The female face is a beautiful foundation for meaningful stories. This can make photographing women seem like an intimidating task.
Why Lens Type and Aperture Are Important for Female Portraits
Some of the best lenses for photography are prime and zoom lenses.
Of course, there are always exceptions.
Other photographers enjoy working with wide-angle lenses. The distortion and open space give them lots of room to be creative.
Regardless of these options, make sure to figure out what kind of photography style you want to develop. Start from there.
Aperture is one of the most important settings in portrait photography. Your aim is to put the focus on your model’s face.
With the wrong aperture, she’ll blend into the background or look too blurry.
Use a large aperture to capture details and blur out background distractions at the same time.
Your aperture shouldn’t be too large. You’ll have trouble focusing on your model’s entire face. Something like f/2.5 or smaller is ideal for this.
Use Your Model’s Hair to Naturally Frame Her Face
If your model’s hair is long enough, you can use it to frame her face. Or you can create a windblown effect.
If your model has short hair, you can use hair-like material to re-create this effect.
Shoot at Eye Level or From Higher Angles to Avoid Unflattering Pictures
Even supermodels look unflattering if they take photos from low angles! This isn’t to say that you have to avoid them no matter what. But they’re not recommended when it comes to close-ups.
Shoot at eye level so that every feature on your subject’s face is visible and proportional.
Experiment with different angles at eye level. Some angles might make your model’s nose look shorter or longer, for example.
To make it easier, ask your model about her favorite side or facial feature. Knowing this will give you both more confidence.
You can also shoot from a higher level. If your model looks up, an even amount of light will hit her face. This will make your photos look more flattering.
Use Soft Natural Light to Make Your Model’s Face Glow
Lighting is one of the most important elements in portrait photography. When you learn how to control it, you’ll be able to take advantage of any location at any time of day.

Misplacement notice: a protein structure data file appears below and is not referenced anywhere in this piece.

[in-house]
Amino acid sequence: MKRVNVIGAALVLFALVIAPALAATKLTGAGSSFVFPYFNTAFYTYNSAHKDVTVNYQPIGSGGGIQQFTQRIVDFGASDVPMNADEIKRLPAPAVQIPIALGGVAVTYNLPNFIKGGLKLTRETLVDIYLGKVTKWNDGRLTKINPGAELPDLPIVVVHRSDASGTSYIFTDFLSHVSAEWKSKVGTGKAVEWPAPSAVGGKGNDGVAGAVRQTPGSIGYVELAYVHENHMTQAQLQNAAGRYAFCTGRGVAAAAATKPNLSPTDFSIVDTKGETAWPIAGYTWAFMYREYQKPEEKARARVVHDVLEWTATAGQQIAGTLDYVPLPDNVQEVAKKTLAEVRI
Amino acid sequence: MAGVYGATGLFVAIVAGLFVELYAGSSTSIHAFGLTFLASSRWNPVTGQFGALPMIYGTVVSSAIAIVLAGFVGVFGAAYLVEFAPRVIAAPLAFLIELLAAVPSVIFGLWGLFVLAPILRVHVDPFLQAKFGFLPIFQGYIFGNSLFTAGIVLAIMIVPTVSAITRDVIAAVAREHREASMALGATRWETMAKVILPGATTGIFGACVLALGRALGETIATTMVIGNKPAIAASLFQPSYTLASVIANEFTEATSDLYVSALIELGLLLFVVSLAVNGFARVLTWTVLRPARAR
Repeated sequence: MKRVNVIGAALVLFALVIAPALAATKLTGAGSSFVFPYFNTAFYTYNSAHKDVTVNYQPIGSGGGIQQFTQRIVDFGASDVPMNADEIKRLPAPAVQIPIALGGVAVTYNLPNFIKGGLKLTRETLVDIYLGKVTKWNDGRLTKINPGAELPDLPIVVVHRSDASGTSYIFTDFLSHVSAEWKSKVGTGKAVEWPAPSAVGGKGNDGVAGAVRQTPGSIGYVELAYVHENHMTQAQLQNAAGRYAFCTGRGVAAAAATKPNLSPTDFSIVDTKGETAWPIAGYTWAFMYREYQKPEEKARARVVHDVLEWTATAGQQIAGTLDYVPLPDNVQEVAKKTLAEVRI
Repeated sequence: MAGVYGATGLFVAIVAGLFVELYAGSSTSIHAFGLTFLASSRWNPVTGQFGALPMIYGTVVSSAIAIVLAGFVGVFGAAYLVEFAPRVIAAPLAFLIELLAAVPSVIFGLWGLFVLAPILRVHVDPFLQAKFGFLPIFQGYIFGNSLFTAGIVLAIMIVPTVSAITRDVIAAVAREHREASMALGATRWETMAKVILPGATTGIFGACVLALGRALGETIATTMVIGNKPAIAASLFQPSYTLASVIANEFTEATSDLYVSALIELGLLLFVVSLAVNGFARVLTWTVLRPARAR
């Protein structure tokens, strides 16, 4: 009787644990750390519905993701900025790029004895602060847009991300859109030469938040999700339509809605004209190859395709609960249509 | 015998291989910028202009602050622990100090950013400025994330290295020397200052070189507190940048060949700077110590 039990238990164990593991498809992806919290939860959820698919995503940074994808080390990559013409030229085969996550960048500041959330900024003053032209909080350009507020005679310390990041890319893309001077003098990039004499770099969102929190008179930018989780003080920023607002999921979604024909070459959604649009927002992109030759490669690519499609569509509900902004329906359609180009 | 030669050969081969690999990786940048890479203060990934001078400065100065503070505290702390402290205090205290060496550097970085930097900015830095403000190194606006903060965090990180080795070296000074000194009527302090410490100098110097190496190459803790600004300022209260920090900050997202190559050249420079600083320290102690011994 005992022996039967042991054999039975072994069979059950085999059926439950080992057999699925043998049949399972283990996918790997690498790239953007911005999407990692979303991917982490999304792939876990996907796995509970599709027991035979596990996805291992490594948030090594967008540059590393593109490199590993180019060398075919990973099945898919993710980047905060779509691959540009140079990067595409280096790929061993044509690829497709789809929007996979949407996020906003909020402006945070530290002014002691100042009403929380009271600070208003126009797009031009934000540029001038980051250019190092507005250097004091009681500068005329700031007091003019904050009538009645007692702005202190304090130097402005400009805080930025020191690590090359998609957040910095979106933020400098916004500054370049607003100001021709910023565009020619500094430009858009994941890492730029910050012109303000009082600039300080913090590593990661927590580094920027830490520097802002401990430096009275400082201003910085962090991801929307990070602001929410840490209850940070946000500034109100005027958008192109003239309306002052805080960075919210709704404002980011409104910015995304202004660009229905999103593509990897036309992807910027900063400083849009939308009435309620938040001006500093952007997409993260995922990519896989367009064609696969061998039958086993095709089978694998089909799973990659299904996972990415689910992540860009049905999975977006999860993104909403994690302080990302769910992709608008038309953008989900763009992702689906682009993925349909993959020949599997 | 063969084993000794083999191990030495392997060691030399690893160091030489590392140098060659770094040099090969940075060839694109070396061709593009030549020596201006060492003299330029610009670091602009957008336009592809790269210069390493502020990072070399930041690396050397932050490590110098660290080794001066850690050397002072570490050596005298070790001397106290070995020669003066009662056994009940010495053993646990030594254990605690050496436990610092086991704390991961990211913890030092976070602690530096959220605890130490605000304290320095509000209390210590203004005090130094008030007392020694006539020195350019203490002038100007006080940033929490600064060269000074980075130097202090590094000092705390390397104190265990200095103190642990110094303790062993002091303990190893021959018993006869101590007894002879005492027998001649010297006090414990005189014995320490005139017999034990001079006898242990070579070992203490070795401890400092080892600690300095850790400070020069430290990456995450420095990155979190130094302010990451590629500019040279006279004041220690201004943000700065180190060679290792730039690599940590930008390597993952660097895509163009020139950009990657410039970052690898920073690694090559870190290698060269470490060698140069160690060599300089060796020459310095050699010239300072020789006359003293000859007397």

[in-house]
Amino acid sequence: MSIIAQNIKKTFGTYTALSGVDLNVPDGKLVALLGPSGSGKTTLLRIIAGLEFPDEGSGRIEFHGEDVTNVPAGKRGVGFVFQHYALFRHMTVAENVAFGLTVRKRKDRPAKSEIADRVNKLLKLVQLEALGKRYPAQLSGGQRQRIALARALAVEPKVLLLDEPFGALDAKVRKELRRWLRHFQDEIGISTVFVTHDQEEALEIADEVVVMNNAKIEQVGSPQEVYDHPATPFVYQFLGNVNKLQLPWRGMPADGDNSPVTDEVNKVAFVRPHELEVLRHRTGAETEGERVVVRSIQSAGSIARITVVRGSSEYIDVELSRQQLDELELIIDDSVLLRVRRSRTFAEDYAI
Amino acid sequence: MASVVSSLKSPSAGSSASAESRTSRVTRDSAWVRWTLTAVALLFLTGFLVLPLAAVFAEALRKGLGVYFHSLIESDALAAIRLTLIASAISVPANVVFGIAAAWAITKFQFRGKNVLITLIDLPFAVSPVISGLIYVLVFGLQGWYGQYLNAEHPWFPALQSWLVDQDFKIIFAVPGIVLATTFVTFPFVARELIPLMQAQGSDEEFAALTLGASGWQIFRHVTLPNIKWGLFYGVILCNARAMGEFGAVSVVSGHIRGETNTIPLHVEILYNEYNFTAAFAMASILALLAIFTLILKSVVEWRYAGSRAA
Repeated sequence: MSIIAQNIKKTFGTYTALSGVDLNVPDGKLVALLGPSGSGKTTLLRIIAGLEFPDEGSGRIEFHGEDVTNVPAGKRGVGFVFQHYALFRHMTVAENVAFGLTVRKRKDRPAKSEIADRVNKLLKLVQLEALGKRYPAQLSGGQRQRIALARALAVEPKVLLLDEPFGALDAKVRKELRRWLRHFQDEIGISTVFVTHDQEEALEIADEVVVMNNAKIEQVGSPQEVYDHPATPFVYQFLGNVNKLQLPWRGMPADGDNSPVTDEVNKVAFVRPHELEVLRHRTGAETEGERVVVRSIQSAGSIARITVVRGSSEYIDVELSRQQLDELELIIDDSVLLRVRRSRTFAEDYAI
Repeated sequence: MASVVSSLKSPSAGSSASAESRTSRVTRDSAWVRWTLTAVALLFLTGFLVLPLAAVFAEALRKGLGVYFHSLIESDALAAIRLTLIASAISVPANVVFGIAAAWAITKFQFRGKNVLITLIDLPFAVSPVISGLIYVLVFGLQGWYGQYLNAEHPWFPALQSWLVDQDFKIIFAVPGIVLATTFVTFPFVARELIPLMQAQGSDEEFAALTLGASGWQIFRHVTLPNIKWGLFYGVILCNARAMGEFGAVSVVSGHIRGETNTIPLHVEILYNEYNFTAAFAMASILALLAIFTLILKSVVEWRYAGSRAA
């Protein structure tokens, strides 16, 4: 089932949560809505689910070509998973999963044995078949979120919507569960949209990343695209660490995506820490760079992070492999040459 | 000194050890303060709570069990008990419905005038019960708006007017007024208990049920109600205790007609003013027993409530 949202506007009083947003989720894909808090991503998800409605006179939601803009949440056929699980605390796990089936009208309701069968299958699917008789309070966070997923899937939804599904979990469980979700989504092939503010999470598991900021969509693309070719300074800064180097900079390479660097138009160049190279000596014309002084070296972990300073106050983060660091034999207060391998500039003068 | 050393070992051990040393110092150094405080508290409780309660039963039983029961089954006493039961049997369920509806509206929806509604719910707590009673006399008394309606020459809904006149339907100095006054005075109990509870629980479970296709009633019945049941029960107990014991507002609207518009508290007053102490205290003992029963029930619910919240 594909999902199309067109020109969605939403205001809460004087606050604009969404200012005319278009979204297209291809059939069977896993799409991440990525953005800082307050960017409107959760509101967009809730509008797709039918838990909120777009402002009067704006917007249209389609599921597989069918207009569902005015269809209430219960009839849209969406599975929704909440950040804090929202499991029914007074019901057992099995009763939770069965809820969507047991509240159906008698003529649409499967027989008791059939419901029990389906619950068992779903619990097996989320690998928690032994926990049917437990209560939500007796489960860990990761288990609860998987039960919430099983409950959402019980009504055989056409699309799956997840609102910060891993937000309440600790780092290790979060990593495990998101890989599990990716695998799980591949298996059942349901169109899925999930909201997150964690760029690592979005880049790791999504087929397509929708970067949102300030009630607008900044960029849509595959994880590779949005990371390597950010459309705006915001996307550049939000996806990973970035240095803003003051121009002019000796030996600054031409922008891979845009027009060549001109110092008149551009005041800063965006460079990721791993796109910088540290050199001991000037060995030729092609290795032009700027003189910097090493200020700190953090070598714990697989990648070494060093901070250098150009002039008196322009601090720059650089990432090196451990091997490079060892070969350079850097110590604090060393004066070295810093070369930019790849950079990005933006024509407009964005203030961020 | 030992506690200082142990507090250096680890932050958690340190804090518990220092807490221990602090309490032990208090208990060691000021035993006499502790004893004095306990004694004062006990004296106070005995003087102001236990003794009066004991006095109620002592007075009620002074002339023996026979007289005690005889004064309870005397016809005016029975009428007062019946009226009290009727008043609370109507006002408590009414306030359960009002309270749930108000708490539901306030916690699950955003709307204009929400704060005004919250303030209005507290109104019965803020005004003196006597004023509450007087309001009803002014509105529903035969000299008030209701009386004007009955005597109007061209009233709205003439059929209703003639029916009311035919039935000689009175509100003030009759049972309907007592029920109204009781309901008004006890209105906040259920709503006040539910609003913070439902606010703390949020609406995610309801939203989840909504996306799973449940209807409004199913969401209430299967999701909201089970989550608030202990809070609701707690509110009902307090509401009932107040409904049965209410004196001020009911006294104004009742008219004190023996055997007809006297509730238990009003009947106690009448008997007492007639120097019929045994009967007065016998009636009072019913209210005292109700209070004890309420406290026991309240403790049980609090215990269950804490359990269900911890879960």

To sharpen your lighting skills, practice using natural light.
Take photos in shaded areas when it’s sunny.
On cloudy days, shoot in open areas and use a reflector to light your model as much as possible.
If you want to take photos indoors, shoot next to a large window.
Play Around With Facial Expressions to Make Your Photos More Personal
There’s an incredible amount of portraits that are taken every day. It might seem that originality doesn’t exist.
In the age of selfies, it’s more important than ever to stand out in your own ways.
This doesn’t mean you have to photograph supermodels or change the way you take pictures. Aim to capture your model’s personality. And to do that, get to know her first.
Once you know your model’s passions and goals, find creative ways to reflect that in your photos. Experiment with facial expressions, face paintings, accessories, etc.
The more details you pay attention to, the more original your portraits will be.
For Interesting Photos, Ask Your Model to Look in Different Directions
Looking straight into the lens all the time can result in a boring shoot and unoriginal photos. Ask your model to look at different places throughout your session.
Looking down can create either a dreamy or melancholy atmosphere. Looking up can create a sense of curiosity and hope.
Your model’s pose and position of other facial features will also have an effect on the atmosphere.
This is a very fun way to take unique and expressive photos of the female face.
Use Simple Backgrounds to Avoid Distractions
Backgrounds play an important role in portrait photography. A background can say a lot about the person standing in front of it, but it can also be a distraction.
Use simple backgrounds that complement your model’s skin tone, hair color, outfit, etc.
You can use a black backdrop to create an intimate studio feel. Or you can experiment with brighter colors for more joyful portraits.
Simple backgrounds aren’t always a necessity. But knowing how to work with them will teach you a lot about complementary colors and the importance of simplicity.
Once you learn how to take flattering portraits of women, you can take stunning photos of female faces. And tell their stories in a creative way.
Let’s celebrate this by photographing more women, be it ourselves, our family, or strangers whose lives inspire us to live more authentically.
A useful editing tool for portrait photography can be the spot healing tool.